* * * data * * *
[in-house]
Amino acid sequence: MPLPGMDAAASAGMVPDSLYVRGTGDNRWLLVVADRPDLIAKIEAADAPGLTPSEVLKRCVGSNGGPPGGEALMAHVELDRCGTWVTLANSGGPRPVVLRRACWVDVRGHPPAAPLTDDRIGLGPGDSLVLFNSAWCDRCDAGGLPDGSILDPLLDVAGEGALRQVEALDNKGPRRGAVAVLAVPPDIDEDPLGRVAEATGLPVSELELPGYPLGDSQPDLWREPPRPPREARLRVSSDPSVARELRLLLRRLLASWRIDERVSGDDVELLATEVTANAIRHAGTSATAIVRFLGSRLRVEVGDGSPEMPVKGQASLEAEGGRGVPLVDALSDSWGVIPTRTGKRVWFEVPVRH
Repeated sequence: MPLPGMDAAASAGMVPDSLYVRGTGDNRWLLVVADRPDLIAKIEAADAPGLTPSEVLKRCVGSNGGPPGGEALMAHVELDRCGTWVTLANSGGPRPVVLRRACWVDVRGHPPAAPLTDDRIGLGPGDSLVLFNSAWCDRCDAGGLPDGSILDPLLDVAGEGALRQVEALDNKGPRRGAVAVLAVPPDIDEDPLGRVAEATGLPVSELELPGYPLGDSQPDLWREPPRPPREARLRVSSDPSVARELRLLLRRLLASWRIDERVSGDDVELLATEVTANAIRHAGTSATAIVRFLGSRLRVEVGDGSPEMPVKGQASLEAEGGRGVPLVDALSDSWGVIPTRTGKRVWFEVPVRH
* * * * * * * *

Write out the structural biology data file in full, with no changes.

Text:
[in-house]
Amino acid sequence: MPLPGMDAAASAGMVPDSLYVRGTGDNRWLLVVADRPDLIAKIEAADAPGLTPSEVLKRCVGSNGGPPGGEALMAHVELDRCGTWVTLANSGGPRPVVLRRACWVDVRGHPPAAPLTDDRIGLGPGDSLVLFNSAWCDRCDAGGLPDGSILDPLLDVAGEGALRQVEALDNKGPRRGAVAVLAVPPDIDEDPLGRVAEATGLPVSELELPGYPLGDSQPDLWREPPRPPREARLRVSSDPSVARELRLLLRRLLASWRIDERVSGDDVELLATEVTANAIRHAGTSATAIVRFLGSRLRVEVGDGSPEMPVKGQASLEAEGGRGVPLVDALSDSWGVIPTRTGKRVWFEVPVRH
Repeated sequence: MPLPGMDAAASAGMVPDSLYVRGTGDNRWLLVVADRPDLIAKIEAADAPGLTPSEVLKRCVGSNGGPPGGEALMAHVELDRCGTWVTLANSGGPRPVVLRRACWVDVRGHPPAAPLTDDRIGLGPGDSLVLFNSAWCDRCDAGGLPDGSILDPLLDVAGEGALRQVEALDNKGPRRGAVAVLAVPPDIDEDPLGRVAEATGLPVSELELPGYPLGDSQPDLWREPPRPPREARLRVSSDPSVARELRLLLRRLLASWRIDERVSGDDVELLATEVTANAIRHAGTSATAIVRFLGSRLRVEVGDGSPEMPVKGQASLEAEGGRGVPLVDALSDSWGVIPTRTGKRVWFEVPVRH